The most prominent problem to finding a cure for AIDS is the size of the latent reservoir of proviruses - viral DNA that gets inserted into the genome of the patients' immune cells - in people that have HIV.
Less than one percent of HIV proviruses are brought into any state of activity that will allow them to be destroyed by present intervention methods. The inability to turn the latent forms of the virus on so they can be either removed or attended to by present antiretroviral therapy is the problem. The latent forms can be activated by changes in patients but what those changes are and what causes the activation is unknown.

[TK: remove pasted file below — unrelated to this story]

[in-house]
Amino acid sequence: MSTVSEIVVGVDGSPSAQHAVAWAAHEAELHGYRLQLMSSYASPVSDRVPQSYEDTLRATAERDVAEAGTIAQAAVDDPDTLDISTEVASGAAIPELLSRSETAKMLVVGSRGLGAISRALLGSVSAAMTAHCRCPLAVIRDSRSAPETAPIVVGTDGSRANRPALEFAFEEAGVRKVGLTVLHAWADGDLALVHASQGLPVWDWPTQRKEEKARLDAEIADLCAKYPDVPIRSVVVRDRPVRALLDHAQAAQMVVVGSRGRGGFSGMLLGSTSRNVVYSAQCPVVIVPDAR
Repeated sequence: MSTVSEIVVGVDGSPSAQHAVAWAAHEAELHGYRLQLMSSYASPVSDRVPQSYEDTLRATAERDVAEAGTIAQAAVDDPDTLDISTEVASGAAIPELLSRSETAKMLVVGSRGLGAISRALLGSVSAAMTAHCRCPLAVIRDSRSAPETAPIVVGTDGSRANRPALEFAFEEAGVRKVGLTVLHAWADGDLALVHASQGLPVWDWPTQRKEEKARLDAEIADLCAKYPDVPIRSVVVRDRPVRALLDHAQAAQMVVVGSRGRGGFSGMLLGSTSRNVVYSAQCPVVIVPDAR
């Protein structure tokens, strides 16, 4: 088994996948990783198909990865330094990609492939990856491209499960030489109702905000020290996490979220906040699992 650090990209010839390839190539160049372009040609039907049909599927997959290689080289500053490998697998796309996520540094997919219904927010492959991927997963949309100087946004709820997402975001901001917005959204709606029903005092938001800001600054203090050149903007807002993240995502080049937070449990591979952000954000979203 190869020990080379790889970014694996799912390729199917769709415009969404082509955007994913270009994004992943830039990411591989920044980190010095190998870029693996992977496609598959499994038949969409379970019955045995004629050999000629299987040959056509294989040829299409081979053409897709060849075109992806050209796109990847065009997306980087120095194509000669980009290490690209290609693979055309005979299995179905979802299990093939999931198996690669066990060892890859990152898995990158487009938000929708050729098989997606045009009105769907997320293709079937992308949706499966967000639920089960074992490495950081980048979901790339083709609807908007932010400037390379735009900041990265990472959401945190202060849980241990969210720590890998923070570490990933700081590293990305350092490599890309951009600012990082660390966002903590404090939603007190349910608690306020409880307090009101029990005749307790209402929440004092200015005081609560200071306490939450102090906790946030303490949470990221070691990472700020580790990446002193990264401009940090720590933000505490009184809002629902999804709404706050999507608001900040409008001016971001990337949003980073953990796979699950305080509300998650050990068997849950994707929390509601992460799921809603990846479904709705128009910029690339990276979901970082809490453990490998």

The situation at present is complicated by the fact that inducing latent proviruses may increase the size of the latent reservoir by a factor of 60. Previous thought was that the latent form of HIV was harmless but this new research finds that thinking is not valid.
Siliciano has organized a conference of AIDS researchers to be held from Nov. 3, 2013 through Nov. 5, 2013 in San Francisco to address the new potential for AIDS recurrence with the hopes of developing a game plan to produce an AIDS free world.